West Dunbartonshire residents are being urged to share their opinions on proposed new laws on heating systems.

The third-largest cause of greenhouse gas emissions in Scotland is the way we heat homes, workplaces and other buildings.  

Scotland aims to become a Net Zero Nation but to do this the heating systems in the vast majority of our buildings need to change, says Keep Scotland Beautiful. 

A public session, set for 1.30pm on February 14 at the Clydebank Library, seeks to inform residents about the Scottish Government’s Heat in Buildings Bill.

It is open to homeowners or tenants of privately owned homes, plus any type of owner or tenant of a non-domestic building. 

It is not open to social housing and newly built homes as these are not within the scope of this consultation as they are subject to separate guidance and regulations.  

Environmental charity Keep Scotland Beautiful is conducting the 65-minute consultation session on behalf of the Scottish Government.

Katie Murray, environment and place services manager, said: "Our journey to net zero has begun, and we all have a role to play in learning more about the action we can take to combat climate change, as well as identifying actions we can take.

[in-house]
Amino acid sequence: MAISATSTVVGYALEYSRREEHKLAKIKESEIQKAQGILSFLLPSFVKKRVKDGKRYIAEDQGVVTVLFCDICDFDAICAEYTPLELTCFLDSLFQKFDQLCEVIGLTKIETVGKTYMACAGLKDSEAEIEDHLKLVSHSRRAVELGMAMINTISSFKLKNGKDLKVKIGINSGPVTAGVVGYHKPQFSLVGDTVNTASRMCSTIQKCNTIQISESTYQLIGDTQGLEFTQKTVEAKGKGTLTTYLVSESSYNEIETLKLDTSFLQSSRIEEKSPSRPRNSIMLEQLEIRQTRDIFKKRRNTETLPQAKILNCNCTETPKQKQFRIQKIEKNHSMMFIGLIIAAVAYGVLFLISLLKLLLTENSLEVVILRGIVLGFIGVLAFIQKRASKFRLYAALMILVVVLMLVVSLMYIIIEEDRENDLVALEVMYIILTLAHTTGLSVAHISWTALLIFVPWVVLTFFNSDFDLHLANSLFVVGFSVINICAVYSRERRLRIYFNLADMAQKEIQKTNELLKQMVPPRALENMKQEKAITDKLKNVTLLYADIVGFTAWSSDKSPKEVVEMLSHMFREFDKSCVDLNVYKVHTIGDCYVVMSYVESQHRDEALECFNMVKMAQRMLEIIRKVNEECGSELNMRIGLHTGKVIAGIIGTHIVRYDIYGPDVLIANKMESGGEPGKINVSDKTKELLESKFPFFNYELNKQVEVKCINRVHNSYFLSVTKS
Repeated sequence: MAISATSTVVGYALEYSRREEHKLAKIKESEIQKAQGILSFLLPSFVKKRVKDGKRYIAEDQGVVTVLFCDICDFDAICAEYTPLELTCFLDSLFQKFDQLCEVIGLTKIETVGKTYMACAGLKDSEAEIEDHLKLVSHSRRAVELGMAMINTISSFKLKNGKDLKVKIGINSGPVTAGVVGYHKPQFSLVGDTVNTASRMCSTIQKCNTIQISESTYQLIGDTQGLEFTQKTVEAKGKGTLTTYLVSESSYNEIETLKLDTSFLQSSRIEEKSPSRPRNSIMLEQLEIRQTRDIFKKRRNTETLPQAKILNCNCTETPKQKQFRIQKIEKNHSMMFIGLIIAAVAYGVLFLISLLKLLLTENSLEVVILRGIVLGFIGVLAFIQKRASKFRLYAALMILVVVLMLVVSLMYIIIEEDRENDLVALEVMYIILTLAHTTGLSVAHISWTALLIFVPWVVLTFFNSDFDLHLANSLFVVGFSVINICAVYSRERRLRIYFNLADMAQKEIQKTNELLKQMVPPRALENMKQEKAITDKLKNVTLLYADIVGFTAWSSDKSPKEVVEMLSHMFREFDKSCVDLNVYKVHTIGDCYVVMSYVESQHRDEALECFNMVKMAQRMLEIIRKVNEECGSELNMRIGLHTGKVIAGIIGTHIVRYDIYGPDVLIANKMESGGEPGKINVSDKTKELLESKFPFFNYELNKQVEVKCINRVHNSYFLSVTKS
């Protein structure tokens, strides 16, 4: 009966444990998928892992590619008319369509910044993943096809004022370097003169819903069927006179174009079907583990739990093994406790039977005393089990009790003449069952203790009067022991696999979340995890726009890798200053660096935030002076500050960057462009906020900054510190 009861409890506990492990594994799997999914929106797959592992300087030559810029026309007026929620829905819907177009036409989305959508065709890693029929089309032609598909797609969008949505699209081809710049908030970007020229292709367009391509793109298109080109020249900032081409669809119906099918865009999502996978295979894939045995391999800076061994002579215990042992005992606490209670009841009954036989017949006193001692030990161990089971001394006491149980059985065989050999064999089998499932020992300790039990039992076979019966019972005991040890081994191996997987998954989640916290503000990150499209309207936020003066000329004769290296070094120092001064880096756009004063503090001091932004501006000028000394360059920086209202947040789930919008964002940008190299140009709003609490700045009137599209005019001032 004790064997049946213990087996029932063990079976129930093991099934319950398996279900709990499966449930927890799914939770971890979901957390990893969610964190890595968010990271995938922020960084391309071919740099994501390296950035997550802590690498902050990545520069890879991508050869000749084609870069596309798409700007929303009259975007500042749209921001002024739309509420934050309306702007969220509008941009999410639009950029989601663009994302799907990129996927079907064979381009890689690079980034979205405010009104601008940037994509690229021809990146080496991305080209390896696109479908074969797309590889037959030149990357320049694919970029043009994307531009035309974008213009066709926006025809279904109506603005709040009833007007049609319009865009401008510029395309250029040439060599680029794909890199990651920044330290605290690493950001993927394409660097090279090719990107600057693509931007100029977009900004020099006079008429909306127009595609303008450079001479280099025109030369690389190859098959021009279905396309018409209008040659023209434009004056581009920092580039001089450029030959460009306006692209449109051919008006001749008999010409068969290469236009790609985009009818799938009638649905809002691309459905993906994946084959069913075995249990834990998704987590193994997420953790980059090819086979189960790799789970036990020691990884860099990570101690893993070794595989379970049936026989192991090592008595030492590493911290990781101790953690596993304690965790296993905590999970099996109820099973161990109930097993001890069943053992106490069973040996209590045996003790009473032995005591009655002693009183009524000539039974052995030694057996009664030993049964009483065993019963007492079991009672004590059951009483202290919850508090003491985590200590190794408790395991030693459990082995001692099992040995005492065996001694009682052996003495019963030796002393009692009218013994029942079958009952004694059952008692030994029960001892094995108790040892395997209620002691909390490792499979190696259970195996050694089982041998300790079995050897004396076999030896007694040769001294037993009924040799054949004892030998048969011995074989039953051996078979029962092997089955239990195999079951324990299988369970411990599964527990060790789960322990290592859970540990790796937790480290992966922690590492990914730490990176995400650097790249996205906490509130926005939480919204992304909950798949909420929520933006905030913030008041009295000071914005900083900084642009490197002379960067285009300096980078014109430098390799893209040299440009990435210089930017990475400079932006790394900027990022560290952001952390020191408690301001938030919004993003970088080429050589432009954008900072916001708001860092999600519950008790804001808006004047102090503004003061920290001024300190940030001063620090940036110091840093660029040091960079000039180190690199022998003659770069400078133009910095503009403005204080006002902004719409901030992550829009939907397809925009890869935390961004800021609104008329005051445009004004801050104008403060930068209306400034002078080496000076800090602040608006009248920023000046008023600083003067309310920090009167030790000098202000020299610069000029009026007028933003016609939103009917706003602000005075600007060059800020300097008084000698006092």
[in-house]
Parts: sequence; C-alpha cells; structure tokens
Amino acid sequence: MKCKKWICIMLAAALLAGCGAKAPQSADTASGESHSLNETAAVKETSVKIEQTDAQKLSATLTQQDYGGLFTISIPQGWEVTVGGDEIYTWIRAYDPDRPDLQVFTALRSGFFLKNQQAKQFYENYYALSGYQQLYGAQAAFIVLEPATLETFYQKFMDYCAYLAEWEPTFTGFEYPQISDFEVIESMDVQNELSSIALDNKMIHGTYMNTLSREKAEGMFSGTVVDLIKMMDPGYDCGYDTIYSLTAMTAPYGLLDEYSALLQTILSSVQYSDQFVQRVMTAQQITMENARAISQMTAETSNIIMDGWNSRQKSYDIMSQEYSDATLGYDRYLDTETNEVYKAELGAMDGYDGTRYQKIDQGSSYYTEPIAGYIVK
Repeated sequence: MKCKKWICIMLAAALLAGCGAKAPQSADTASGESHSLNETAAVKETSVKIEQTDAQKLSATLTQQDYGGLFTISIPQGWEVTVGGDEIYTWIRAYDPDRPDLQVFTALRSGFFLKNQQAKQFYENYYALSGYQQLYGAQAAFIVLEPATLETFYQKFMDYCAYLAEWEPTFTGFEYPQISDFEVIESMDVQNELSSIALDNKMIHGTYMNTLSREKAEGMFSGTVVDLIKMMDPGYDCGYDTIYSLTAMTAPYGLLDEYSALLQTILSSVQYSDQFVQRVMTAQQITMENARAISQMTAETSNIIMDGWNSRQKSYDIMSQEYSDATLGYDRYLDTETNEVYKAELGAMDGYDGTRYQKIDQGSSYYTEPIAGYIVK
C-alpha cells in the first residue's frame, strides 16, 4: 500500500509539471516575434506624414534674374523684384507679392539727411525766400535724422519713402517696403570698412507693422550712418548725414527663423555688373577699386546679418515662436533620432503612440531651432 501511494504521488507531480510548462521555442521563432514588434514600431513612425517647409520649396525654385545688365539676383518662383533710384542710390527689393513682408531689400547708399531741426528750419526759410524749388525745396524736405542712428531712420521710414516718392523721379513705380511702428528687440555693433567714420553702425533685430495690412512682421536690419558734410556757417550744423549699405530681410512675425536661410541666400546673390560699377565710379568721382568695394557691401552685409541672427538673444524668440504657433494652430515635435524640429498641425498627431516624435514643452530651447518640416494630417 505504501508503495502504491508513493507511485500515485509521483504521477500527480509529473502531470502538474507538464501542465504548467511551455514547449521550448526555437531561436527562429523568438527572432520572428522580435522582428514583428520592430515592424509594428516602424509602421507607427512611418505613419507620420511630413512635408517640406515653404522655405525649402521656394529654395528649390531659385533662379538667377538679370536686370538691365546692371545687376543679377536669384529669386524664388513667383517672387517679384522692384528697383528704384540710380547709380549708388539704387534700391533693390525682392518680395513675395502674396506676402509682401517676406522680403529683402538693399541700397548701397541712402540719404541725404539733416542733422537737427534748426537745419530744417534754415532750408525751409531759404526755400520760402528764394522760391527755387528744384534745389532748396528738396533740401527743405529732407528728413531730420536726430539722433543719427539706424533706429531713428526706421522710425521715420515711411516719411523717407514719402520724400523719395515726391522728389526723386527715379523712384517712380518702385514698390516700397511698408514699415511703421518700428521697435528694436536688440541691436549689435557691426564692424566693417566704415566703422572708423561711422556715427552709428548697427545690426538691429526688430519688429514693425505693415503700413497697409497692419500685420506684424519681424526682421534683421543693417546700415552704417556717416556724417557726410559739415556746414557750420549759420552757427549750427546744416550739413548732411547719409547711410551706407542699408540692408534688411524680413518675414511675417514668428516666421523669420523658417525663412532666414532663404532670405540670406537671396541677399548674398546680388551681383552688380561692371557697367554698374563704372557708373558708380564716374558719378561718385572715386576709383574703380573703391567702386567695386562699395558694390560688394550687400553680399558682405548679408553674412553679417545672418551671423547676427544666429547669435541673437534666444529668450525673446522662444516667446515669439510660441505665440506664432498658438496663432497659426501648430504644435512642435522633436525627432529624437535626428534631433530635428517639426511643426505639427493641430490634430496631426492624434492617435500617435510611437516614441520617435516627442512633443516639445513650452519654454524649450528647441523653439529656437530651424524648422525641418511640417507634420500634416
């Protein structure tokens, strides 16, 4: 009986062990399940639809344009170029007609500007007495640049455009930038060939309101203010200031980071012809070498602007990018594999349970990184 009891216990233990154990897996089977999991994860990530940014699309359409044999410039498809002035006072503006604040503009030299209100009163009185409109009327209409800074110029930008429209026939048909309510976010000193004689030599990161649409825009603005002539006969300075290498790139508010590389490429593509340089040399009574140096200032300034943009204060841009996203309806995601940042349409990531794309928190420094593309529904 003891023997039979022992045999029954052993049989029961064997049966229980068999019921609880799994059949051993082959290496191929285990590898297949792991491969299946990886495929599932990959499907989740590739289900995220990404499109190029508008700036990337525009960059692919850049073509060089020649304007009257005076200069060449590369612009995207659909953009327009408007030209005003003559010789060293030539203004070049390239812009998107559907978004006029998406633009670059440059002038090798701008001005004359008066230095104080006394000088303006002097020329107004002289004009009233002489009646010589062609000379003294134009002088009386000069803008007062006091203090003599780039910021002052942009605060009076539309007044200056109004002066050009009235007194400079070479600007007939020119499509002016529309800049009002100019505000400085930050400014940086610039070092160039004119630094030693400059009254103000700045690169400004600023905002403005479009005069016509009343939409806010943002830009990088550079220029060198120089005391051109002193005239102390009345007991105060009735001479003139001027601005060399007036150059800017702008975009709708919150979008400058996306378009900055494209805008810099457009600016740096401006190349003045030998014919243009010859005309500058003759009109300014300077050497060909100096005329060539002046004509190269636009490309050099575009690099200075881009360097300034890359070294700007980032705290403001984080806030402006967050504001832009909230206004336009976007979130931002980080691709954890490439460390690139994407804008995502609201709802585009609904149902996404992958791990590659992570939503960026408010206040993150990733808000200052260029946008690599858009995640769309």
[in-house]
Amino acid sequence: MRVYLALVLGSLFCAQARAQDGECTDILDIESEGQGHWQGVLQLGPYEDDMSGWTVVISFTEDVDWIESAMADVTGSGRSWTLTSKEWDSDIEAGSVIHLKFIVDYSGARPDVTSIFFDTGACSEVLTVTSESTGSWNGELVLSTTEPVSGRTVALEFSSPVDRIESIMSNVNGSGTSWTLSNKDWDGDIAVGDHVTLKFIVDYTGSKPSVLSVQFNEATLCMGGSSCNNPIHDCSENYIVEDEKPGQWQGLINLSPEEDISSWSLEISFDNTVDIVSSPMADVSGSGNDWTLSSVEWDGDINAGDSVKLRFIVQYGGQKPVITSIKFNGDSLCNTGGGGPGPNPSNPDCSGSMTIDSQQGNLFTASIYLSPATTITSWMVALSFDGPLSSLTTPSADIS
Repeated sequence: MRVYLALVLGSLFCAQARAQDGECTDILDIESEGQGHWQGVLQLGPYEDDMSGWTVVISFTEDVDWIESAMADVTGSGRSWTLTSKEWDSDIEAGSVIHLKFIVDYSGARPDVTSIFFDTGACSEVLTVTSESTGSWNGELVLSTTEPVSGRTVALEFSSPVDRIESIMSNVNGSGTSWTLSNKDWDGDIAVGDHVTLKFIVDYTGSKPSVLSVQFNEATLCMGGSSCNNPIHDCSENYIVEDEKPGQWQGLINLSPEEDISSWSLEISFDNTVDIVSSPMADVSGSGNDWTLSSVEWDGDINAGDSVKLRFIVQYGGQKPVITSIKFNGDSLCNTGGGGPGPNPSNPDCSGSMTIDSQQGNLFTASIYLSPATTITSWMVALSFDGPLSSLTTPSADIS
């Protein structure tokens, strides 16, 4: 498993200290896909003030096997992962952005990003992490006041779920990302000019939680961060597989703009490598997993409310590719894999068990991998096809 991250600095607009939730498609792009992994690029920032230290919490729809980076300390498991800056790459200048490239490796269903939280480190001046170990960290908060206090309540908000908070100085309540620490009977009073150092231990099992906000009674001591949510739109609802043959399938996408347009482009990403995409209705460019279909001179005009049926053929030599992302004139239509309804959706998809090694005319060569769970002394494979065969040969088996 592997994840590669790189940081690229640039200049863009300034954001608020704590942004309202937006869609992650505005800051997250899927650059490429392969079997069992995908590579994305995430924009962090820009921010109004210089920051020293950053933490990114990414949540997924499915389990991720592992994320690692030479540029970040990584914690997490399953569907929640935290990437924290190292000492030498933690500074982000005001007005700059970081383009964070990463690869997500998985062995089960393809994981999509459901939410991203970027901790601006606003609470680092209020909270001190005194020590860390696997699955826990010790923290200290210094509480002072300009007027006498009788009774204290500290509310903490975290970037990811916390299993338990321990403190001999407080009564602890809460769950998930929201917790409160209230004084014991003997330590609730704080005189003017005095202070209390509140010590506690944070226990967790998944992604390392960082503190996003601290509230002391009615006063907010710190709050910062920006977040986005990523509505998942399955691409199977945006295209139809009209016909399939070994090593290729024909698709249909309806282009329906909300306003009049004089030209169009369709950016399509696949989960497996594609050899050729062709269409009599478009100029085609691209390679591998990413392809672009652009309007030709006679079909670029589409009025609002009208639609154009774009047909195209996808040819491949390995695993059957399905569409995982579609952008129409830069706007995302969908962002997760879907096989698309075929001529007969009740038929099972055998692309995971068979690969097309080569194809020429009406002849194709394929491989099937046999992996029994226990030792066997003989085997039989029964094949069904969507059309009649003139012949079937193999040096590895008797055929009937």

"Heating our homes, especially at this time of year, and during a cost-of-living crisis, is something we all care about.

"The sessions we are facilitating on behalf of the Scottish Government, will give people the chance to learn more about proposals being made in the Heat in Buildings Bill and to voice their opinions.

"We look forward to welcoming people to the sessions as we host them across Scotland."

A consultation, ongoing till March 8, provides the opportunity to comment on the proposals to make new laws around the heating systems that can be used in our homes and places of work to help Scotland reduce greenhouse gas emissions and reach legally binding net-zero targets. 

Patrick Harvie, Zero Carbon Buildings minister, said: "Heat from our homes and buildings represents around 20% of Scotland’s carbon emissions.

"So there is no route to meeting our legal duty to be a net zero country by 2045 without making the heat transition.

"Making this transition can also liberate households and businesses from volatile fossil fuel prices.

"We’ve put forward ambitious proposals that represent a step change for how we heat our homes and buildings.

"We want to hear from homeowners, tenants, landlords and businesses about how we can shape the Heat in Buildings Bill that we will bring forward shortly."

For more information and to register to attend the event, click here.